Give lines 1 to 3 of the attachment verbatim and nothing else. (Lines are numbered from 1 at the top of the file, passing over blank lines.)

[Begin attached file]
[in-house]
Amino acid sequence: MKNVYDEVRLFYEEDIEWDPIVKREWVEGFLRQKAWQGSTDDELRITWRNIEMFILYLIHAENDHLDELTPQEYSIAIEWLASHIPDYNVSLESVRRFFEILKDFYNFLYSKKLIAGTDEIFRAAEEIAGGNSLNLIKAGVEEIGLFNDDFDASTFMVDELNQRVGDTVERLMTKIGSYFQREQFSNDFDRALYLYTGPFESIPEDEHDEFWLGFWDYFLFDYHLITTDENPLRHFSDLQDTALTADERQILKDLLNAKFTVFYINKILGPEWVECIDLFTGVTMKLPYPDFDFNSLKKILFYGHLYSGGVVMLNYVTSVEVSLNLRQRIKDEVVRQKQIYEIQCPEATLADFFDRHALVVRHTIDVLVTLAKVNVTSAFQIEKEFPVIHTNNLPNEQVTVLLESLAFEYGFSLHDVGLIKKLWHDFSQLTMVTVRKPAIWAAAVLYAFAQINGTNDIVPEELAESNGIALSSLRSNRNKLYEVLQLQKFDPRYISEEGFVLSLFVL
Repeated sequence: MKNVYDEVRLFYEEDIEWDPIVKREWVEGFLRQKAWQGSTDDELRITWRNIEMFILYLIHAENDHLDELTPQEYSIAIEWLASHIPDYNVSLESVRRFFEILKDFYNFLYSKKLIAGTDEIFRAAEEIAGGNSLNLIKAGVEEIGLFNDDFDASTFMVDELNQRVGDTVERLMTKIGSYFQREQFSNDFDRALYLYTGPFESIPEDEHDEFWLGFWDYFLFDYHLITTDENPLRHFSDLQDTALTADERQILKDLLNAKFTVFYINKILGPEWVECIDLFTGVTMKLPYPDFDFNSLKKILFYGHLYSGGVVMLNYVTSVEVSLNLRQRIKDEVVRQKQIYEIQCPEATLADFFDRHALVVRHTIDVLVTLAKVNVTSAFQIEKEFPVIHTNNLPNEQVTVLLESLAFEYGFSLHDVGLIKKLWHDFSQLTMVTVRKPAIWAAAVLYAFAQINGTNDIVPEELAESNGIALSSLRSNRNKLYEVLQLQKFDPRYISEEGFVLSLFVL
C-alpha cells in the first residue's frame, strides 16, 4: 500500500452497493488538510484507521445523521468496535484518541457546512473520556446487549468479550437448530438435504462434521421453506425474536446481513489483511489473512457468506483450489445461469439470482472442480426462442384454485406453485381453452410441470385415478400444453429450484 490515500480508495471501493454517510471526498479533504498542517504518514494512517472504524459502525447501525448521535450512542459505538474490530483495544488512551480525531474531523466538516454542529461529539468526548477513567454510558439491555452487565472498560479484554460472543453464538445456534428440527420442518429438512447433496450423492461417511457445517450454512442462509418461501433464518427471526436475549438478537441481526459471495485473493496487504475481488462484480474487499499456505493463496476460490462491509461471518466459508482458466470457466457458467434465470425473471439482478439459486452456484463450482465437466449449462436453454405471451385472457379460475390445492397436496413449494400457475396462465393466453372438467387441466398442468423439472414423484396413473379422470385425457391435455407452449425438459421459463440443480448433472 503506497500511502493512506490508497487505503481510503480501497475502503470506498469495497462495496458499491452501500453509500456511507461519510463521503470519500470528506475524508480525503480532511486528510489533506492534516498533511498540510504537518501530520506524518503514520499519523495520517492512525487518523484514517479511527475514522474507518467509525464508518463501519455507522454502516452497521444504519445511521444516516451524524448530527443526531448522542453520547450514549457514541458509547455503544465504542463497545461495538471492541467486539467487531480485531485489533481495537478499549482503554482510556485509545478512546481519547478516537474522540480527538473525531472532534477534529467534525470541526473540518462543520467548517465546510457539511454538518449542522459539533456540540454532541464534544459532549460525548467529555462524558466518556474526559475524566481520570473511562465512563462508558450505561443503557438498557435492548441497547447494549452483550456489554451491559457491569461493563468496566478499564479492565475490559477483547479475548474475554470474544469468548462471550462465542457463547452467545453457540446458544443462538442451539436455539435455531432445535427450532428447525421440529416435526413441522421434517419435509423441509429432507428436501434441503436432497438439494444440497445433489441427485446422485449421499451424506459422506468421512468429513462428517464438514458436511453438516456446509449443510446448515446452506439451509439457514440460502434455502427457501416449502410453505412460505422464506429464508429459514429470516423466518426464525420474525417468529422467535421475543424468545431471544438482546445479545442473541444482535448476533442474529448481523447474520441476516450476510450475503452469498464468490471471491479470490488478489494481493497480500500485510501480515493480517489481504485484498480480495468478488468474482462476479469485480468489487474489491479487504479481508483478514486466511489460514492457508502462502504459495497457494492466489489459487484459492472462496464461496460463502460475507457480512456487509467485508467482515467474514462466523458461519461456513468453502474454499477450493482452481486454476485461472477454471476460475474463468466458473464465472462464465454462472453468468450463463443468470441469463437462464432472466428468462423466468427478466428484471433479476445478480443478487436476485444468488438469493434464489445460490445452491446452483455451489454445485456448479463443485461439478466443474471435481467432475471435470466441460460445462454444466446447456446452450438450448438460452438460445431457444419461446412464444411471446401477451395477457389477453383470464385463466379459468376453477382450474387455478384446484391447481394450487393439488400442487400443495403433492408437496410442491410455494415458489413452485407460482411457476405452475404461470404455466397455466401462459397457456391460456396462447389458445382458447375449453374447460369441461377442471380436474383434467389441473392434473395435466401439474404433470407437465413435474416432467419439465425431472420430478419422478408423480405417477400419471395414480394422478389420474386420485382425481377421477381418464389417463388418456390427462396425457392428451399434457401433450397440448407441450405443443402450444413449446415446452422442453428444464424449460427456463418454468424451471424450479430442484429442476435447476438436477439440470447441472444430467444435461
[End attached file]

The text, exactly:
[in-house]
Amino acid sequence: MKNVYDEVRLFYEEDIEWDPIVKREWVEGFLRQKAWQGSTDDELRITWRNIEMFILYLIHAENDHLDELTPQEYSIAIEWLASHIPDYNVSLESVRRFFEILKDFYNFLYSKKLIAGTDEIFRAAEEIAGGNSLNLIKAGVEEIGLFNDDFDASTFMVDELNQRVGDTVERLMTKIGSYFQREQFSNDFDRALYLYTGPFESIPEDEHDEFWLGFWDYFLFDYHLITTDENPLRHFSDLQDTALTADERQILKDLLNAKFTVFYINKILGPEWVECIDLFTGVTMKLPYPDFDFNSLKKILFYGHLYSGGVVMLNYVTSVEVSLNLRQRIKDEVVRQKQIYEIQCPEATLADFFDRHALVVRHTIDVLVTLAKVNVTSAFQIEKEFPVIHTNNLPNEQVTVLLESLAFEYGFSLHDVGLIKKLWHDFSQLTMVTVRKPAIWAAAVLYAFAQINGTNDIVPEELAESNGIALSSLRSNRNKLYEVLQLQKFDPRYISEEGFVLSLFVL
Repeated sequence: MKNVYDEVRLFYEEDIEWDPIVKREWVEGFLRQKAWQGSTDDELRITWRNIEMFILYLIHAENDHLDELTPQEYSIAIEWLASHIPDYNVSLESVRRFFEILKDFYNFLYSKKLIAGTDEIFRAAEEIAGGNSLNLIKAGVEEIGLFNDDFDASTFMVDELNQRVGDTVERLMTKIGSYFQREQFSNDFDRALYLYTGPFESIPEDEHDEFWLGFWDYFLFDYHLITTDENPLRHFSDLQDTALTADERQILKDLLNAKFTVFYINKILGPEWVECIDLFTGVTMKLPYPDFDFNSLKKILFYGHLYSGGVVMLNYVTSVEVSLNLRQRIKDEVVRQKQIYEIQCPEATLADFFDRHALVVRHTIDVLVTLAKVNVTSAFQIEKEFPVIHTNNLPNEQVTVLLESLAFEYGFSLHDVGLIKKLWHDFSQLTMVTVRKPAIWAAAVLYAFAQINGTNDIVPEELAESNGIALSSLRSNRNKLYEVLQLQKFDPRYISEEGFVLSLFVL